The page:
Volume and input can be changed with a rather attractive remote handset that is machined in aluminium and anodised to match the amp, which is something of a luxury on an amplifier at this price. Once you’ve figured out which end to point at the amp (not as obvious as you might expect) you can scroll through inputs or adjust volume, albeit not in very small steps. You’ll have noticed that there is no on/off switch on the front panel (presumably to discourage powering it down) but it can be put into standby by holding the input selector button for four seconds. This apparently allows it to work in a Sonos-based multiroom set up, despite the DNA-50 not being white or plastic!
You might be mistaken for thinking the DNA-50 is so called because it delivers 50 watts per channel. In fact, it’s so called because the amp is ‘locally grown’ as the majority of the parts are sourced from within 50 miles of the company’s base in Hampshire. The DNA-50 is actually specified to produce 100 Watts per channel from one pair of transistors, in a circuit that makes no claims to novelty, but from a company that is very keen to promote UK design and manufacture.
With the Onix in the system and driving a pair of ATC SCM11 standmounts, the sound has an even balance and a taut, but neutral, demeanour. The presentation is slightly ‘relaxed’ sounding, but not in a bad way; it sounds pretty natural in fact. The DNA-50 unveils plenty of detail and lets you know what’s going on without making you think about the sound: in other words, the emphasis is on the music. It works very nicely with string quartets [Engegårdkvartetten, ‘Haydn String Quartet In D, Op. 76, No. 5 – Finale’, 2L], delivering the nimbleness of the playing and charm of the piece with ease. Moving onto an analogue source in the form of a Rega RP8 with Transfiguration Proteus cartridge and Tom Evans Microgroove+ phono stage, things got more appealing still. Onix states that “we still have analogue ears” on its site and that statement is not wrong. Playing Patricia Barber’s ‘Constantinople’ [Modern Cool, Premonition] through this combination, you get the full texture of the bowed double bass alongside the blast of the trumpet, and the cool, clear projection of the voice. The tension of the piece is well delivered and I like the power in the low frequencies; it lets that bowed bass remain audible right through the track, where in other systems, it can so easily be masked by other sounds. The DNA-50 clearly suits the smooth but detailed balance of the Microgroove+ phono stage rather better than the brighter balance of products like the Mytek Brooklyn DAC.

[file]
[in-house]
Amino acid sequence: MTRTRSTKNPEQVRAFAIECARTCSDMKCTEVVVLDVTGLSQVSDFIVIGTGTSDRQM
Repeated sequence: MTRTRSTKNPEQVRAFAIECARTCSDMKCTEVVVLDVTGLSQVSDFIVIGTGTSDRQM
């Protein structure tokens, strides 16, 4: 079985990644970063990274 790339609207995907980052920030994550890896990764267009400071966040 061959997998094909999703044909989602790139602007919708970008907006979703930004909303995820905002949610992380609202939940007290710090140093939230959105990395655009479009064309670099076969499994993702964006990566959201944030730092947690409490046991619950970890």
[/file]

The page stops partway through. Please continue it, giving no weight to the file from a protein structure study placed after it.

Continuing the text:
Moving over to a more revealing speaker in the form of the svelte PMC Fact.8, it becomes clear that the Onix is more than capable of projecting a decent stereo image, the speaker revealing a lot more fine detail and drama in ‘Postmodern Blues’ from the aforementioned Patricia Barber album. It makes for compelling listening, a state of affairs that remained true when I played Burnt Friedmann and Jaki Leibzeit’s Just Landed [Nonplace], a slab of heavyweight deutsche dub that has enough power to upset some amps… but not this one. The Onix DNA-50 remains in control enough to keep the focus on the music rather than the slabs of bass. I’ve heard more effortless renditions, but not very often at this price, and rarely without significant downsides elsewhere in the performance. With digital to analogue conversion services provided by a Primare DAC30, the Onix enabled Brendel’s The Complete Beethoven Sonatas [Philips] to combine excellent flow with spirit and control, making it very easy to become absorbed in the music thanks to good timing and plenty of image depth. The somewhat more muscular beats of Deadmau5’s ‘Seeya’ [while(1<2), Astralwerks] go deep and are delivered with most of their pulsating breadth intact, the amp remaining in control of the speaker if kept the right side of loud party levels.
I have been ripping my old Esbjörn Svensson Trio (e.s.t.) albums of late and through the DNA-50 it’s easy to rediscover just why they were so influential. From Gagarin’s Point of View [ACT] has a great track on it called ‘The Chapel’ with some pacy syncopation and serious low end. In truth, I’ve heard this more open and relaxed, but the Onix did a good job of putting across what made the band so engaging in its heyday.
I also tried the built-in MM phono input with a Rega P2 and Carbon cartridge, and the result sounded very much like it usually does with this record player: effusive and detailed sound, with nice bass weight. It’s again a little bit more relaxed than some, but capable of revealing the intrinsic appeal of most of what I played. It’s only when things get a bit denser does the Onix lose a little composure: a state of affairs that is true of the line inputs as well as the phono stage.